Swings and roundabouts

Since the start of the year I’ve been travelling the length and breadth of the UK, delivering workshops and listening to clients tell me what’s going on in dentistry.

What’s going on can be read as ‘all doom and gloom’ or as the biggest opportunity in the last 60 years.

The doom and gloom merchants are saying that most NHS practices are:

1. 30% below target on UDAs

2. Facing a cash claw-back of between £45-85,000

3. Trying to work as many hours as possible to reduce the UDA deficit

4. Employing cheap, overseas labour to deliver the dentistry

5. Reducing appointment times for check-ups

6. Opening all hours

7. Working with dispirited or ‘am I bovvered?’ teams

8. Delivering dentistry to unappreciative patients who frequently fail to arrive (at all or on time) and behave badly when they are there

9. There is another PCT-funded NHS practice opening down the road!

10. The fact that the principal is working up to 40 hours a week clinical

11. And trying to run the business in their lunch hour, after hours or late at night and at weekends

12. As well as trying to recruit, train and motivate a team

13. And working in a practice whose goodwill value has collapsed to zero.

Sounds great doesn’t it? I suspect that LDC meetings must be a thriving area for the Samaritans.

A year ago I took on a new client in a full-on NHS practice in a low-income area. The practice was over 50 years old and the manager, along with some other members of staff, had been there for two decades.

The practice manager hated my guts from the moment she set eyes on my Northern visage and attended my workshops unwillingly, often sitting there all day with the proverbial slap-face on her. Recently the practice completed their fourth workshop. They have converted to private and are busy signing up patients into their membership scheme.

The same practice manager said to me she still didn’t like me very much, was against the principle of private dentistry and was by no means a fan of the new contract. That, in my opinion, was the ultimate confirmation – and I hear that she is the record holder in the practice on new patient sign-ups.

So there is a lot of that doom and gloom out there. But what is being said by the more positive practitioners amongst you?

1. Patients are accepting private treatment more willingly then ever before

2. The media have done our job for us;

3. Parents are accepting private treatment options for their children without query

4. The people in our village/town/suburb/city are telling us that they are surprised we didn’t go private sooner and they were expecting it

5. The market for private cosmetic dentistry is booming – £3.5bn per annum in 2005 and that’s expected to be more than £5bn by 2010, plus it’s being purchased by all socio-economic groups

6. We are always surprised by who actually signs up to our membership scheme – some of the people we never expected to are the most willing;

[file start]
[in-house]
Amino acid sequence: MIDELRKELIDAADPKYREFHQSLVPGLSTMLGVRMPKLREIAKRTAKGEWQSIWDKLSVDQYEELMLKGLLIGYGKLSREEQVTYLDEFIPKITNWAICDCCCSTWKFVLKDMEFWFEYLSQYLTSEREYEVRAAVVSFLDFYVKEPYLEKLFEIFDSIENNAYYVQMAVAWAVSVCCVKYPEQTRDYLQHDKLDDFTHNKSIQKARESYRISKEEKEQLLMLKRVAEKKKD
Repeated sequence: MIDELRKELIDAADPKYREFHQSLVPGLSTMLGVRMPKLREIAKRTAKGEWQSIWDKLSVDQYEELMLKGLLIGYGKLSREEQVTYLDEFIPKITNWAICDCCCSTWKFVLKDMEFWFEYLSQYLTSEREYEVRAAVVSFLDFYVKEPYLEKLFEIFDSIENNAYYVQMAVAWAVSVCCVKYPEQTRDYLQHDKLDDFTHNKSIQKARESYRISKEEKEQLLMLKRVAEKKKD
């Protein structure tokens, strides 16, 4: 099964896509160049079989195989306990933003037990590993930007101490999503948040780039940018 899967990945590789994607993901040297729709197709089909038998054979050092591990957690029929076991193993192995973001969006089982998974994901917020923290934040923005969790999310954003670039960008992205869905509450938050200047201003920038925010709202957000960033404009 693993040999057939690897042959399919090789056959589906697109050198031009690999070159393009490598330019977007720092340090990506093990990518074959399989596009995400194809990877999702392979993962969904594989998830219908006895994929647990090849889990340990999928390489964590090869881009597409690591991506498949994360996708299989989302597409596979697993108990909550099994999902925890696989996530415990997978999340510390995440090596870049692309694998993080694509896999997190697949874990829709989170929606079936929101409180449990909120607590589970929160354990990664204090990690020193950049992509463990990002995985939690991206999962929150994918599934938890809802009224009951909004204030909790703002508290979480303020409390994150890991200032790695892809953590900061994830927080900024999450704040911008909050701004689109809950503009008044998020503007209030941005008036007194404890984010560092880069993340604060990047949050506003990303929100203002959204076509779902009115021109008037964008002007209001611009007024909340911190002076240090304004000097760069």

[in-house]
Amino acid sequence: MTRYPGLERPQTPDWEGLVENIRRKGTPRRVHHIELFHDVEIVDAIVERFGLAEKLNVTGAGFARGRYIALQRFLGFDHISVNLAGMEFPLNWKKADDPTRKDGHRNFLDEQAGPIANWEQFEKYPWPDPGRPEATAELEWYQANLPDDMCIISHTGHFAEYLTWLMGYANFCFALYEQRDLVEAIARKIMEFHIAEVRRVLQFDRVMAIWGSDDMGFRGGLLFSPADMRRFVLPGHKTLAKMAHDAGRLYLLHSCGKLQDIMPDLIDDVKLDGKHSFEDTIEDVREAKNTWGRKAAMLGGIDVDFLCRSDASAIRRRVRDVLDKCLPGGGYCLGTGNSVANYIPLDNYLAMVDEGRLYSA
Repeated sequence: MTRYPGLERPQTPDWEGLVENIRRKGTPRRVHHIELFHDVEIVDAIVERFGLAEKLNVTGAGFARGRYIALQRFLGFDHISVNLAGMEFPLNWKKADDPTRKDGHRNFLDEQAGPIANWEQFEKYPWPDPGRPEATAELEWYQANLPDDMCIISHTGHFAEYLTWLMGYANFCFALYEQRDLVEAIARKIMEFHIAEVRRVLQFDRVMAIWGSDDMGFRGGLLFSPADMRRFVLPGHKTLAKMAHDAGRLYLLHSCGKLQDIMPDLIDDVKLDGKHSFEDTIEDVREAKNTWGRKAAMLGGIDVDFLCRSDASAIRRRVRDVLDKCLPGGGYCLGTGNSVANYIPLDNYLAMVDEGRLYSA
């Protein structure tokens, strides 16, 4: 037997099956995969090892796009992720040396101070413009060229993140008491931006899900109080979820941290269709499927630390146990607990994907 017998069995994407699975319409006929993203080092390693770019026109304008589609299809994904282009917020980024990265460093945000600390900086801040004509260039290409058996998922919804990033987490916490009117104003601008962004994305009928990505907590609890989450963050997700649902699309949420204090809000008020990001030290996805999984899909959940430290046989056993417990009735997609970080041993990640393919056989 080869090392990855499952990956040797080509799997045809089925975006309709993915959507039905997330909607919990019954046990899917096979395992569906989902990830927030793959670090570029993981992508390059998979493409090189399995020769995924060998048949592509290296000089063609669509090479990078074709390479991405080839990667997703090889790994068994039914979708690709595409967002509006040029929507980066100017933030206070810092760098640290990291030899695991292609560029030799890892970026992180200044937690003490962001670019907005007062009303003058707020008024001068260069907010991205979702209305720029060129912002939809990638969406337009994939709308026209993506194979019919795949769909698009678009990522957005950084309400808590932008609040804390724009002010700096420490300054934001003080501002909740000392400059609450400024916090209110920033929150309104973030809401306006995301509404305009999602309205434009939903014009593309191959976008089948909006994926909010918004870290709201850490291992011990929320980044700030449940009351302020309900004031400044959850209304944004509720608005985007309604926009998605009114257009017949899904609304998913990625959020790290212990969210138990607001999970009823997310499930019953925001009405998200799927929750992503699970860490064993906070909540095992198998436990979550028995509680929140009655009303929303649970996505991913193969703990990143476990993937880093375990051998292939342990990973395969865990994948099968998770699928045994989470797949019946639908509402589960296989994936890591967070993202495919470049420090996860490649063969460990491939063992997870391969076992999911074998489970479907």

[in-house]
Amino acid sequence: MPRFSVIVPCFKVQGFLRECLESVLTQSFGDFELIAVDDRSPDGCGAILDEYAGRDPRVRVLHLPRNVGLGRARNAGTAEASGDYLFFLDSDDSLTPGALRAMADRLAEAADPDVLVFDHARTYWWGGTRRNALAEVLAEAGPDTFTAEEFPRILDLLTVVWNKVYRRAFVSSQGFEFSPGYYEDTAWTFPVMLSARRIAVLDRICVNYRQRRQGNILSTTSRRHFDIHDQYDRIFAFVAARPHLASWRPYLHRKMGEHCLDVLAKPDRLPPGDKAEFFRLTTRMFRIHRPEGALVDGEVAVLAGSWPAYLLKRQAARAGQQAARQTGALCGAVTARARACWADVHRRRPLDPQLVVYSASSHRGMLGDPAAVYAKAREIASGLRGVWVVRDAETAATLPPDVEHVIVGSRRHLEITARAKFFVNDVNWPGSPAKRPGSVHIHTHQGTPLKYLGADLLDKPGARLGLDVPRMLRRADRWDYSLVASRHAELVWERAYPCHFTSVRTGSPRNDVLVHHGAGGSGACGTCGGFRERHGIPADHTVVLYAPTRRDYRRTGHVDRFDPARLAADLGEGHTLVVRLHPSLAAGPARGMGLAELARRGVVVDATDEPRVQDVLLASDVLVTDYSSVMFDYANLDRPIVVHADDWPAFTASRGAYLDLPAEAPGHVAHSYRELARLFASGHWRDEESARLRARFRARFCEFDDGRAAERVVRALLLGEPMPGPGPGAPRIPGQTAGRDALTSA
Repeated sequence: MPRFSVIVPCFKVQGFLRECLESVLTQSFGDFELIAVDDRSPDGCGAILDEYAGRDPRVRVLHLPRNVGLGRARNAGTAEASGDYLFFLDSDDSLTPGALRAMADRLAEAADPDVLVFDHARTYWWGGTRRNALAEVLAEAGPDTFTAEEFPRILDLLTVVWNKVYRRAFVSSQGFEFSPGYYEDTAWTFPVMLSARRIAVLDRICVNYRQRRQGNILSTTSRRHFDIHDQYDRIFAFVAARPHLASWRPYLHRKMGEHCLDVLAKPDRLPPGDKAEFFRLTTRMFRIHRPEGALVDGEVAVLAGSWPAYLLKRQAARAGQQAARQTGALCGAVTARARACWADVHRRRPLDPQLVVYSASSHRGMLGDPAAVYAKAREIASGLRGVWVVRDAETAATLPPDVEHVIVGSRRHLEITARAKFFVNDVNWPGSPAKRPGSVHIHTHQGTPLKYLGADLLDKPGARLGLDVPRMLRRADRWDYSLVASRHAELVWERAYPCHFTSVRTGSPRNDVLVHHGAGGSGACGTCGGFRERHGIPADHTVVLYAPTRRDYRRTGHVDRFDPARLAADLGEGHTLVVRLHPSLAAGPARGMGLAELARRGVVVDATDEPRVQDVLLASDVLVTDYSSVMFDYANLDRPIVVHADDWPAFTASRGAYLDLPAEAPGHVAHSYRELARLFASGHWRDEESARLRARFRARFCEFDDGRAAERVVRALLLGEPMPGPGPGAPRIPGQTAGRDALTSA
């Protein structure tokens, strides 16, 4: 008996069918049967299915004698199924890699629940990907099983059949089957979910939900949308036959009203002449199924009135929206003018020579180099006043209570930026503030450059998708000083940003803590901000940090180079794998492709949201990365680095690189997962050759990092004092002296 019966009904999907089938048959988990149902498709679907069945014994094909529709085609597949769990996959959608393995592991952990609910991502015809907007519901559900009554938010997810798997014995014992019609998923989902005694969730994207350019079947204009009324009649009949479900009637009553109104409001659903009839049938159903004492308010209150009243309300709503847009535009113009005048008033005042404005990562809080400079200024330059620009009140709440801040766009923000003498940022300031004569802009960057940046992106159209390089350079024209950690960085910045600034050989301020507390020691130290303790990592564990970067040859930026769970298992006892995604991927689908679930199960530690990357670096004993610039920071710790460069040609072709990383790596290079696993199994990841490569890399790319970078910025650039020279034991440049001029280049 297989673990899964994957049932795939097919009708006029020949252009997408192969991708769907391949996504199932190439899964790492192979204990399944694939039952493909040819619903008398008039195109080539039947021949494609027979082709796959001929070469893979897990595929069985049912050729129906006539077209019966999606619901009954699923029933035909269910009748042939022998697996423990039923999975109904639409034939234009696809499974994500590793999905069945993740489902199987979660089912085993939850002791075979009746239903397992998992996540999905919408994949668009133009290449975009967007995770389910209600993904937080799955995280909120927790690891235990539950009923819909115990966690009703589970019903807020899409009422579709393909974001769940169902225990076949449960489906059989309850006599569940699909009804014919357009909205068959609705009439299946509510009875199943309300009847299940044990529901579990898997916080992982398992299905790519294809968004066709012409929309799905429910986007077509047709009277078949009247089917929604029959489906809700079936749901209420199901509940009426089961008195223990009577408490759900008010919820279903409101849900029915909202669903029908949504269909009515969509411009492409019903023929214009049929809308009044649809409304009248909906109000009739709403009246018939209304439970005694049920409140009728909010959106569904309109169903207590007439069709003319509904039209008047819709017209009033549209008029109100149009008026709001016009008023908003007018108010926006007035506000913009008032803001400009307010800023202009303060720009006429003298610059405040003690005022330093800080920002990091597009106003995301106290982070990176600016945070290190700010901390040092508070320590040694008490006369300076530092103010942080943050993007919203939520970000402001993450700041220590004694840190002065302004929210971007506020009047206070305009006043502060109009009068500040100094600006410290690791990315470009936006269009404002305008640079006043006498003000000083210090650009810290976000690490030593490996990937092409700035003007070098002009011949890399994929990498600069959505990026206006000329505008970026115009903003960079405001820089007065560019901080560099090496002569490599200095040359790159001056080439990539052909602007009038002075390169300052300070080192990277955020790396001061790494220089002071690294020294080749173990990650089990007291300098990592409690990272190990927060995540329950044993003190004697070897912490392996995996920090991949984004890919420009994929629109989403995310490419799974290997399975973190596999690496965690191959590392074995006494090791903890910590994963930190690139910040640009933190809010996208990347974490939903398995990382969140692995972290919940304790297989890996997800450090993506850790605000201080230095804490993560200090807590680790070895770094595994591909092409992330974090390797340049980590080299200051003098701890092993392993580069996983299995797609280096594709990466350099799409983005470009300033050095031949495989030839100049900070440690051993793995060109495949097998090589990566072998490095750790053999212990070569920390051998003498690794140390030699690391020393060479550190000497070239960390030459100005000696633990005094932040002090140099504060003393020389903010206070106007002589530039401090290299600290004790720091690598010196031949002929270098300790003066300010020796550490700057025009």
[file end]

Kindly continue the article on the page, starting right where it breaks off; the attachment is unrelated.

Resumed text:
7. The American corporates are coming – at least one Californian dental franchise is now looking for Greenfield sites in the UK

8. The UK corporates are coming – buying into the more remote geographical areas of the country by acquisition

9. The sale value of private practices is increasing

10. Our practice refurbishment is complete and looks fantastic

11. We have had a branding makeover

12. The team are on fire – well-paid, motivated and delivering first-class customer service

13. More and more of our new patients are coming through recommendation

14. I put my prices up again and nobody batted an eyelid.

Not to mention:

15. I’m making enough money to have paid all my taxes, paid for a good living and still have money to spare

16. I’m investing in property because I’ve realised that I’ll never get wealthy as a dentist without bricks and mortar around me

17. I’m enjoying my work

18. I’m taking plenty of time off

19. My well-paid, self-motivated team are running the show for me now.

So, we’re talking about the same marketplace, but vastly different comments. What’s this all about? It’s about:

• Attitude: how you see the bottle – half-full or half-empty

• Skill: how good you are at leadership and management, not just at dentistry

• Knowledge: how much you know about how a good business actually works.

I’m writing this article in the Hilton Hotel, London Bridge, before spending the day with a City dental practice. Last night, whilst enjoying a pre-dinner drink in the Executive Lounge (points make prizes), an elderly male guest walked in (clearly American, dressed in check shirt and jeans). The girl on the desk asked him ‘how was your day?’ and he replied ‘I’ve just had one of the best days of my life.’

Intrigued, my partner Annie turned around and enquired ‘do you mind me asking why today was one of the best of your life?’ He replied: ‘Would you like to know why every day is the best of my life?’

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